3. Choose a neighbourhood

You probably have a dream home in a dream neighbourhood already, right? A beach house by the sea… A townhouse at the heart of the action… A cool loft apartment in an up-and-coming area… A secluded cottage with roses round the porch…

Well it’s good to know what you’re looking for, but the first step is to check out the typical prices in your area for first-time-buyer properties (it's easy to do this online with websites such as Rightmove and Zoopla) and see if you've saved up enough.

If it looks like you’re going to have to compromise, don’t worry – this can often be a chance to add value to your home, rather than buying somewhere that is already at its peak price. Explore the areas nearby – they might have a fantastic community vibe you didn’t know about, or be in the local council’s plans for regeneration.

Alternatively, be willing to go for a place that’s underpriced because it might need some cosmetic improvements – as long as it’s structurally sound you can put your own stamp on it when you can afford it, and in the meantime just whack a coat of paint onto that 1970s wallpaper.

If it’s still all looking a bit pricey, you could consider local affordable housing options such as Shared Ownership or government initiatives like Help to Buy.


4. Get ready to take control

Once you’ve bought your home, that’s when it will really sink in: everything is now under your control. Scared? Don’t be. After all the paperwork and chasing up of estate agents and solicitors while you’re buying, this is a breeze – you can work at your own pace, choose your own décor, and pick your own tradesmen.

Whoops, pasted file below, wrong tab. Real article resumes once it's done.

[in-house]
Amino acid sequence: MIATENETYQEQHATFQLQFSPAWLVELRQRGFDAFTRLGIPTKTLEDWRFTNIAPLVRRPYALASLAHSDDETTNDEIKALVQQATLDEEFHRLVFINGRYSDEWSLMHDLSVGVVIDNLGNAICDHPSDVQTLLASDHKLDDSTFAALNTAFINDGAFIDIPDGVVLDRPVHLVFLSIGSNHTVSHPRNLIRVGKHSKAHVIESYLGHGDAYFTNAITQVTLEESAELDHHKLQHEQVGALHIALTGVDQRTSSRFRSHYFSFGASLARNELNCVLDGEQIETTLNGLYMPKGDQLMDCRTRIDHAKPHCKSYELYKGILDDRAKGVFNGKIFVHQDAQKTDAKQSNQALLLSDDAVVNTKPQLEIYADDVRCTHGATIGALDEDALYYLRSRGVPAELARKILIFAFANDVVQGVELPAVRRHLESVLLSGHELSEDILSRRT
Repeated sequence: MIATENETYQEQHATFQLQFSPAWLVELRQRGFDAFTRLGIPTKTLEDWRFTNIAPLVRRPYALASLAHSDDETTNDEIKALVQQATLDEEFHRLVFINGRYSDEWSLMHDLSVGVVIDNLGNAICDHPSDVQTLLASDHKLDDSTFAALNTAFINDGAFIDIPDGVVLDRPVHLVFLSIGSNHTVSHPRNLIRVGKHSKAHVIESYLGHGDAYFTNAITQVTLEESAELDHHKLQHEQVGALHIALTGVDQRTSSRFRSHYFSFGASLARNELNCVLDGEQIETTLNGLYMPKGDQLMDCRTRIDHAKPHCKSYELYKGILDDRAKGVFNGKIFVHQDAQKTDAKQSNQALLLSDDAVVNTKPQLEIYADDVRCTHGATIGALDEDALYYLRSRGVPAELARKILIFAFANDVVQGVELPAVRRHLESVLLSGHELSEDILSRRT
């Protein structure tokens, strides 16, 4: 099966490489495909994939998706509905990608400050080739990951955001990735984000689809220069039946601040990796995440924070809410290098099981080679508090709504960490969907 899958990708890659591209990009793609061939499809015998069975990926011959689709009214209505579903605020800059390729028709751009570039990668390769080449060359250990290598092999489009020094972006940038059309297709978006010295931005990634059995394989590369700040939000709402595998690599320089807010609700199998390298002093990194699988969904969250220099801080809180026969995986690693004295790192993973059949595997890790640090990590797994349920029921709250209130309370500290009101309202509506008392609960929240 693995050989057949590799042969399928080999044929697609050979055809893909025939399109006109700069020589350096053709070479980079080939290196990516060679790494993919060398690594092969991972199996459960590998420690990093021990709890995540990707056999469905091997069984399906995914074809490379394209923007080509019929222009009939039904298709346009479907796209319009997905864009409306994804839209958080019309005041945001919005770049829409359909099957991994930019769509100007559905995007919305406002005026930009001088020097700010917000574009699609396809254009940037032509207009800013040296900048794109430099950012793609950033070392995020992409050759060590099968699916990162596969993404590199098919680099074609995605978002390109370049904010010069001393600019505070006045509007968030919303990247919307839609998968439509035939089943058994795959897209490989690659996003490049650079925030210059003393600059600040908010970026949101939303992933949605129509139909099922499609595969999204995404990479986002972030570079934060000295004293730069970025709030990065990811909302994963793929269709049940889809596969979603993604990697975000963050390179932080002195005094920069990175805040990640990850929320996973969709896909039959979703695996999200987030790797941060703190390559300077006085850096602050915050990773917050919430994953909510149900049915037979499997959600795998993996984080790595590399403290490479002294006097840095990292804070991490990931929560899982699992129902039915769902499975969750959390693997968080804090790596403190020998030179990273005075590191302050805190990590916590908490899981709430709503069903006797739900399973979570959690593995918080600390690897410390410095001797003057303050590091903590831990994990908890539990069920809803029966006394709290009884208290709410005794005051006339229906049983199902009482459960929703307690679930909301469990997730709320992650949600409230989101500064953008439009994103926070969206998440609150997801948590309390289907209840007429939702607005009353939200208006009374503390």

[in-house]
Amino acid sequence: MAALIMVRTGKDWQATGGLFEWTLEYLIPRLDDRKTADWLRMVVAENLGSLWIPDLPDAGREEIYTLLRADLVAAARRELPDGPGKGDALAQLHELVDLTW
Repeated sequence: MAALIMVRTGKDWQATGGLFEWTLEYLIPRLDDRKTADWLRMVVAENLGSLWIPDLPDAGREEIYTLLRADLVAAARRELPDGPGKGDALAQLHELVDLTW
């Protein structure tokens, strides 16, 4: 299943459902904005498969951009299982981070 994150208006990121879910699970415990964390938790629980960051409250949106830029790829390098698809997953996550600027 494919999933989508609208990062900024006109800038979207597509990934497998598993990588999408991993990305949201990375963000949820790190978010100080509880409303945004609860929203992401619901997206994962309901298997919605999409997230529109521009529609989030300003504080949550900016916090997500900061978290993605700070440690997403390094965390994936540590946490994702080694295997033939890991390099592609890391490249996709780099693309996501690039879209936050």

Sure, once you move in there are likely to be a bunch of domestic and DIY tasks to get the place how you want it – and to fix any niggling issues that you might not have seen when you viewed the property. But it’s best to avoid rushing any non-urgent jobs. Live with it for a bit to decide what your priorities are, and use the time to save up for the work.

There’s a certain amount of ongoing maintenance that may have been previously dealt with by your landlords, so it’s a good idea to put aside some money for this. On average, you can expect to pay between 1-4% of your home's value for maintenance a year, depending on the age of the house. This also helps you keep the value of your house intact.

The secret? Just be methodical about it, do a bit of research online and set up a schedule – you’ll probably find you’re so house proud when you first move in that you have a newfound delight in DIY!


5. Still keen?

Great – this is going to get exciting! The best place to start is the Halifax Mortgage calculator, which will give you an idea of what your monthly payments could be.

Your home may be repossessed if you do not keep up repayments on your mortgage.


Thinking about buying your own home?

Find out about our mortgages for first-time buyers.

First-time buyer guide